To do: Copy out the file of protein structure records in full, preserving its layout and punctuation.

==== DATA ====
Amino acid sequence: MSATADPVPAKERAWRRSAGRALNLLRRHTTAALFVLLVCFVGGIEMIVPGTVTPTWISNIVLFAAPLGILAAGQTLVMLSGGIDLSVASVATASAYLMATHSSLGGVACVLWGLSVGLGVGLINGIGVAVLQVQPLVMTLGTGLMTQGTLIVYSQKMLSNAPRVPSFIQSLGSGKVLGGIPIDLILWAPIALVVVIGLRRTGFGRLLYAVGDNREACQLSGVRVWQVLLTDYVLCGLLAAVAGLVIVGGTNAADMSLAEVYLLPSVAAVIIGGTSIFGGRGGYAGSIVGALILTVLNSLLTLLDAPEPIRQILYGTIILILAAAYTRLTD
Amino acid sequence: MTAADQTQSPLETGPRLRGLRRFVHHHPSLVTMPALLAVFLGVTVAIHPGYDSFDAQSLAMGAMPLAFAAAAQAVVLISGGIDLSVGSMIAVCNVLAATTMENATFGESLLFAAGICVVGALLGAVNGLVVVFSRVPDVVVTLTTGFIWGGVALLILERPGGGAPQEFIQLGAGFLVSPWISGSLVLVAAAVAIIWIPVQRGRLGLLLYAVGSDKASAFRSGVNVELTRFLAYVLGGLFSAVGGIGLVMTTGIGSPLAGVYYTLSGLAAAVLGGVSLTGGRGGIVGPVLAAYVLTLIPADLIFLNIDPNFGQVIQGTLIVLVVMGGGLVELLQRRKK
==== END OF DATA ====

Amino acid sequence: MSATADPVPAKERAWRRSAGRALNLLRRHTTAALFVLLVCFVGGIEMIVPGTVTPTWISNIVLFAAPLGILAAGQTLVMLSGGIDLSVASVATASAYLMATHSSLGGVACVLWGLSVGLGVGLINGIGVAVLQVQPLVMTLGTGLMTQGTLIVYSQKMLSNAPRVPSFIQSLGSGKVLGGIPIDLILWAPIALVVVIGLRRTGFGRLLYAVGDNREACQLSGVRVWQVLLTDYVLCGLLAAVAGLVIVGGTNAADMSLAEVYLLPSVAAVIIGGTSIFGGRGGYAGSIVGALILTVLNSLLTLLDAPEPIRQILYGTIILILAAAYTRLTD
Amino acid sequence: MTAADQTQSPLETGPRLRGLRRFVHHHPSLVTMPALLAVFLGVTVAIHPGYDSFDAQSLAMGAMPLAFAAAAQAVVLISGGIDLSVGSMIAVCNVLAATTMENATFGESLLFAAGICVVGALLGAVNGLVVVFSRVPDVVVTLTTGFIWGGVALLILERPGGGAPQEFIQLGAGFLVSPWISGSLVLVAAAVAIIWIPVQRGRLGLLLYAVGSDKASAFRSGVNVELTRFLAYVLGGLFSAVGGIGLVMTTGIGSPLAGVYYTLSGLAAAVLGGVSLTGGRGGIVGPVLAAYVLTLIPADLIFLNIDPNFGQVIQGTLIVLVVMGGGLVELLQRRKK